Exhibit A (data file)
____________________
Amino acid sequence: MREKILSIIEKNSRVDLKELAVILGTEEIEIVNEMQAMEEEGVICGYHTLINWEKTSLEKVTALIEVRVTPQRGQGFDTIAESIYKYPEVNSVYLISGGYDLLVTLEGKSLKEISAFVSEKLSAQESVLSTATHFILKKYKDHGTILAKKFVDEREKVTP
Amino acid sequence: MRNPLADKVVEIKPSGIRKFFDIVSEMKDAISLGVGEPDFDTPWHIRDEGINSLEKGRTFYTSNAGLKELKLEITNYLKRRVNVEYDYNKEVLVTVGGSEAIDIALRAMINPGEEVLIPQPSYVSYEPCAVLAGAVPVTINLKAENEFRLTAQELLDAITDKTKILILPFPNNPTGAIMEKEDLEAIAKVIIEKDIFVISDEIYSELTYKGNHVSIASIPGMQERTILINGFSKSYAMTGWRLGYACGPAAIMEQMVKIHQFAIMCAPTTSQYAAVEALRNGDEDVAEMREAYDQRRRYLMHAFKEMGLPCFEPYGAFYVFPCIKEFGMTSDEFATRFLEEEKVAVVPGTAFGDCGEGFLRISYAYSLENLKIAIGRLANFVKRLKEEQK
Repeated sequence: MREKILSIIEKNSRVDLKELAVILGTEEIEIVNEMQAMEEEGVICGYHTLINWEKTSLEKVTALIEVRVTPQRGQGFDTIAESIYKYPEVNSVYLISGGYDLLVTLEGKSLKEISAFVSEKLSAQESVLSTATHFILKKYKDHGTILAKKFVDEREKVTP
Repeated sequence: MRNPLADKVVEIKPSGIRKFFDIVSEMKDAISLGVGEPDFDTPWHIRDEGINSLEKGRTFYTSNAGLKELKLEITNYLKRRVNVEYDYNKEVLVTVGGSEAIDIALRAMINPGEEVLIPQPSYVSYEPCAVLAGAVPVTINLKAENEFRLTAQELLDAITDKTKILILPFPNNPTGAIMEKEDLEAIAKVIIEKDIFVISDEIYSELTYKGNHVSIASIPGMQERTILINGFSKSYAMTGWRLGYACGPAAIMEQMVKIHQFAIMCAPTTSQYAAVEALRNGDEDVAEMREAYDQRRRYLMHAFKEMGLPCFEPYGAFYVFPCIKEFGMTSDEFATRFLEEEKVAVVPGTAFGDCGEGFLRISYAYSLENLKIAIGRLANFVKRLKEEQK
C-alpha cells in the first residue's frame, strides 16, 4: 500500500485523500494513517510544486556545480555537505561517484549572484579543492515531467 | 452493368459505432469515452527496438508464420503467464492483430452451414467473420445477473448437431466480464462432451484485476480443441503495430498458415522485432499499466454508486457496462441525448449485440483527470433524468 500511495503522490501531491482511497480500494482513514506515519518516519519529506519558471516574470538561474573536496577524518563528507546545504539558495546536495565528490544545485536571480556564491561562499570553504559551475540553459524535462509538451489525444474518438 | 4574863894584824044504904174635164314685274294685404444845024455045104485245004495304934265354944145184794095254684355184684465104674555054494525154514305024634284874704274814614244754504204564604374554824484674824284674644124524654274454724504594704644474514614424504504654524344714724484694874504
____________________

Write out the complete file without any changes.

Amino acid sequence: MREKILSIIEKNSRVDLKELAVILGTEEIEIVNEMQAMEEEGVICGYHTLINWEKTSLEKVTALIEVRVTPQRGQGFDTIAESIYKYPEVNSVYLISGGYDLLVTLEGKSLKEISAFVSEKLSAQESVLSTATHFILKKYKDHGTILAKKFVDEREKVTP
Amino acid sequence: MRNPLADKVVEIKPSGIRKFFDIVSEMKDAISLGVGEPDFDTPWHIRDEGINSLEKGRTFYTSNAGLKELKLEITNYLKRRVNVEYDYNKEVLVTVGGSEAIDIALRAMINPGEEVLIPQPSYVSYEPCAVLAGAVPVTINLKAENEFRLTAQELLDAITDKTKILILPFPNNPTGAIMEKEDLEAIAKVIIEKDIFVISDEIYSELTYKGNHVSIASIPGMQERTILINGFSKSYAMTGWRLGYACGPAAIMEQMVKIHQFAIMCAPTTSQYAAVEALRNGDEDVAEMREAYDQRRRYLMHAFKEMGLPCFEPYGAFYVFPCIKEFGMTSDEFATRFLEEEKVAVVPGTAFGDCGEGFLRISYAYSLENLKIAIGRLANFVKRLKEEQK
Repeated sequence: MREKILSIIEKNSRVDLKELAVILGTEEIEIVNEMQAMEEEGVICGYHTLINWEKTSLEKVTALIEVRVTPQRGQGFDTIAESIYKYPEVNSVYLISGGYDLLVTLEGKSLKEISAFVSEKLSAQESVLSTATHFILKKYKDHGTILAKKFVDEREKVTP
Repeated sequence: MRNPLADKVVEIKPSGIRKFFDIVSEMKDAISLGVGEPDFDTPWHIRDEGINSLEKGRTFYTSNAGLKELKLEITNYLKRRVNVEYDYNKEVLVTVGGSEAIDIALRAMINPGEEVLIPQPSYVSYEPCAVLAGAVPVTINLKAENEFRLTAQELLDAITDKTKILILPFPNNPTGAIMEKEDLEAIAKVIIEKDIFVISDEIYSELTYKGNHVSIASIPGMQERTILINGFSKSYAMTGWRLGYACGPAAIMEQMVKIHQFAIMCAPTTSQYAAVEALRNGDEDVAEMREAYDQRRRYLMHAFKEMGLPCFEPYGAFYVFPCIKEFGMTSDEFATRFLEEEKVAVVPGTAFGDCGEGFLRISYAYSLENLKIAIGRLANFVKRLKEEQK
C-alpha cells in the first residue's frame, strides 16, 4: 500500500485523500494513517510544486556545480555537505561517484549572484579543492515531467 | 452493368459505432469515452527496438508464420503467464492483430452451414467473420445477473448437431466480464462432451484485476480443441503495430498458415522485432499499466454508486457496462441525448449485440483527470433524468 500511495503522490501531491482511497480500494482513514506515519518516519519529506519558471516574470538561474573536496577524518563528507546545504539558495546536495565528490544545485536571480556564491561562499570553504559551475540553459524535462509538451489525444474518438 | 4574863894584824044504904174635164314685274294685404444845024455045104485245004495304934265354944145184794095254684355184684465104674555054494525154514305024634284874704274814614244754504204564604374554824484674824284674644124524654274454724504594704644474514614424504504654524344714724484694874504